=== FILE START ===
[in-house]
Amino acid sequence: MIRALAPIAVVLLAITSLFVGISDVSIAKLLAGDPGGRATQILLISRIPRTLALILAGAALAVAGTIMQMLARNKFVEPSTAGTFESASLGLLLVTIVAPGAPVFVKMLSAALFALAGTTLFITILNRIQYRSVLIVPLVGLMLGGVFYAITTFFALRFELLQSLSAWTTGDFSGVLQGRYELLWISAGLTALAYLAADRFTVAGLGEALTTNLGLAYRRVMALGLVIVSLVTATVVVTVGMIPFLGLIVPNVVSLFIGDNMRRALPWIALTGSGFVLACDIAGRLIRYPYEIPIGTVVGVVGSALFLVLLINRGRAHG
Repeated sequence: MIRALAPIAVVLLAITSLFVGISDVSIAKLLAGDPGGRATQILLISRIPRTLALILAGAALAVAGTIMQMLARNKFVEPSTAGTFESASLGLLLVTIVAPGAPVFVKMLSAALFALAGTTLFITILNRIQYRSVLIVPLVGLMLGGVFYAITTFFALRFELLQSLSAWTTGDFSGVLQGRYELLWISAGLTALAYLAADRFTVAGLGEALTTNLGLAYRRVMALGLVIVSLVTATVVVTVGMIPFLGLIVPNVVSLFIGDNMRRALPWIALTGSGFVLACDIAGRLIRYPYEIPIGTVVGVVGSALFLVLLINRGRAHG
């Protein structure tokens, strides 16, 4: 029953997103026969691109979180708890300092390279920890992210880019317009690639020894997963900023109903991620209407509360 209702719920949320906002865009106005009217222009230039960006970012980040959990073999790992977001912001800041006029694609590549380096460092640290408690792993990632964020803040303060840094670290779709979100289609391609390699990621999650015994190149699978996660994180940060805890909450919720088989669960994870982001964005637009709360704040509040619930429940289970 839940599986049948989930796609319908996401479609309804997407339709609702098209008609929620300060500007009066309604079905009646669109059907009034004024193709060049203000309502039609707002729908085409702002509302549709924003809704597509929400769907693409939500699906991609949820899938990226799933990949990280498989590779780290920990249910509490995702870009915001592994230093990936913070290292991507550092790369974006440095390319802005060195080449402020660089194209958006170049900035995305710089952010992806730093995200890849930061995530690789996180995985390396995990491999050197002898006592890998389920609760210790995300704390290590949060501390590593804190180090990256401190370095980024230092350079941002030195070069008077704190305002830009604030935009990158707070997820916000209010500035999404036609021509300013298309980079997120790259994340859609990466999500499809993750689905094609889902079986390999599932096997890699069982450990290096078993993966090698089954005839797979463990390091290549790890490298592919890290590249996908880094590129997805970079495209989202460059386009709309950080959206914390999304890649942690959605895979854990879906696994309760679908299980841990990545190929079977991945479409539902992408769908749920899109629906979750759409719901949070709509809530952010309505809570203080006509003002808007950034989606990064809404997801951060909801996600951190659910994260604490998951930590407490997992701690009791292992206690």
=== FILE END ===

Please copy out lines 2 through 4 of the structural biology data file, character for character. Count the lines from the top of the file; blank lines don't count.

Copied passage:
Amino acid sequence: MIRALAPIAVVLLAITSLFVGISDVSIAKLLAGDPGGRATQILLISRIPRTLALILAGAALAVAGTIMQMLARNKFVEPSTAGTFESASLGLLLVTIVAPGAPVFVKMLSAALFALAGTTLFITILNRIQYRSVLIVPLVGLMLGGVFYAITTFFALRFELLQSLSAWTTGDFSGVLQGRYELLWISAGLTALAYLAADRFTVAGLGEALTTNLGLAYRRVMALGLVIVSLVTATVVVTVGMIPFLGLIVPNVVSLFIGDNMRRALPWIALTGSGFVLACDIAGRLIRYPYEIPIGTVVGVVGSALFLVLLINRGRAHG
Repeated sequence: MIRALAPIAVVLLAITSLFVGISDVSIAKLLAGDPGGRATQILLISRIPRTLALILAGAALAVAGTIMQMLARNKFVEPSTAGTFESASLGLLLVTIVAPGAPVFVKMLSAALFALAGTTLFITILNRIQYRSVLIVPLVGLMLGGVFYAITTFFALRFELLQSLSAWTTGDFSGVLQGRYELLWISAGLTALAYLAADRFTVAGLGEALTTNLGLAYRRVMALGLVIVSLVTATVVVTVGMIPFLGLIVPNVVSLFIGDNMRRALPWIALTGSGFVLACDIAGRLIRYPYEIPIGTVVGVVGSALFLVLLINRGRAHG
């Protein structure tokens, strides 16, 4: 029953997103026969691109979180708890300092390279920890992210880019317009690639020894997963900023109903991620209407509360 209702719920949320906002865009106005009217222009230039960006970012980040959990073999790992977001912001800041006029694609590549380096460092640290408690792993990632964020803040303060840094670290779709979100289609391609390699990621999650015994190149699978996660994180940060805890909450919720088989669960994870982001964005637009709360704040509040619930429940289970 839940599986049948989930796609319908996401479609309804997407339709609702098209008609929620300060500007009066309604079905009646669109059907009034004024193709060049203000309502039609707002729908085409702002509302549709924003809704597509929400769907693409939500699906991609949820899938990226799933990949990280498989590779780290920990249910509490995702870009915001592994230093990936913070290292991507550092790369974006440095390319802005060195080449402020660089194209958006170049900035995305710089952010992806730093995200890849930061995530690789996180995985390396995990491999050197002898006592890998389920609760210790995300704390290590949060501390590593804190180090990256401190370095980024230092350079941002030195070069008077704190305002830009604030935009990158707070997820916000209010500035999404036609021509300013298309980079997120790259994340859609990466999500499809993750689905094609889902079986390999599932096997890699069982450990290096078993993966090698089954005839797979463990390091290549790890490298592919890290590249996908880094590129997805970079495209989202460059386009709309950080959206914390999304890649942690959605895979854990879906696994309760679908299980841990990545190929079977991945479409539902992408769908749920899109629906979750759409719901949070709509809530952010309505809570203080006509003002808007950034989606990064809404997801951060909801996600951190659910994260604490998951930590407490997992701690009791292992206690």